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Justice Department says 3 cities could lose federal aid for permitting "anarchy, violence, and destruction"

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Washington — The Justice Department said Monday it has identified three U.S. cities that have "permitted violence and destruction of property" and are now at risk of losing federal dollars as part of President Trump's efforts to crack down on unrest fueled by incidents of police violence against Black men and calls to defund police departments.

New York City, Seattle and Portland, Oregon, were all targeted by the Justice Department as having "refused to undertake reasonable measures to counteract criminal activities" in response to the violence that has erupted in the cities. The list from the department comes in response to a September 2 memorandum issued by Mr. Trump that directed the White House Office of Management and Budget to look into slashing federal funding to "anarchist jurisdictions."

"When state and local leaders impede their own law enforcement officers and agencies from doing their jobs, it endangers innocent citizens who deserve to be protected, including those who are trying to peacefully assemble and protest," Attorney General William Barr said in a statement. "We cannot allow federal tax dollars to be wasted when the safety of the citizenry hangs in the balance."

As part of the rationale for identifying the three cities, the Justice Department cited an uptick in crime in each, as well as the decision by local leaders in Portland and New York City to slash their respective police departments' budget. In Seattle, the Justice Department cited the area known as the Capitol Hill Occupied Protest, where demonstrations in support of the Black Live Matter movement gave way to violence and destruction of property this summer. The multi-block zone was dismantled in July.

Mr. Trump repeatedly urged local leaders in Portland, New York and Seattle to allow him to send federal law enforcement to assist with the protests, but each city declined the offer.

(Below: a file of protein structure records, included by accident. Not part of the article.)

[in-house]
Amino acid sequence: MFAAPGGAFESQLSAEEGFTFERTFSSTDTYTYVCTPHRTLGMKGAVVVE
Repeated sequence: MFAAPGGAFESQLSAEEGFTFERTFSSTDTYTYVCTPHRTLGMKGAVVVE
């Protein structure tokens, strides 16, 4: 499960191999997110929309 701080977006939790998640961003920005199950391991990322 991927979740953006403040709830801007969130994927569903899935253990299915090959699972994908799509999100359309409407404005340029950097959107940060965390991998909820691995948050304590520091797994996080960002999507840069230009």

Among the criteria used by the Justice Department to evaluate the cities are whether they have forbidden the police from intervening in protests, whether they have defunded police departments and whether they have "unreasonably" refused to accept federal law enforcement assistance.

Mr. Trump has repeatedly slammed "weak mayors" for allowing "persistent and outrageous acts of violence and destruction" by "anarchists." In early September, he vowed his administration would "do everything in its power to prevent weak mayors and lawless cities from taking Federal dollars while they let anarchists harm people, burn buildings, and ruin lives and businesses."

In his memo to the federal budget office, the president said his administration would not let federal dollars "fund cities that allow themselves to deteriorate into lawless zones."

The directive required the attorney general to publish within 14 days a list identifying "anarchist jurisdictions." The director of Office of Management and Budget, Russell Vought, is also required to "issue guidance to the heads of agencies on restricting eligibility of or otherwise disfavoring, to the maximum extent permitted by law, anarchist jurisdictions in the receipt of federal grants."

It's unclear what federal assistance the cities are at risk of losing.

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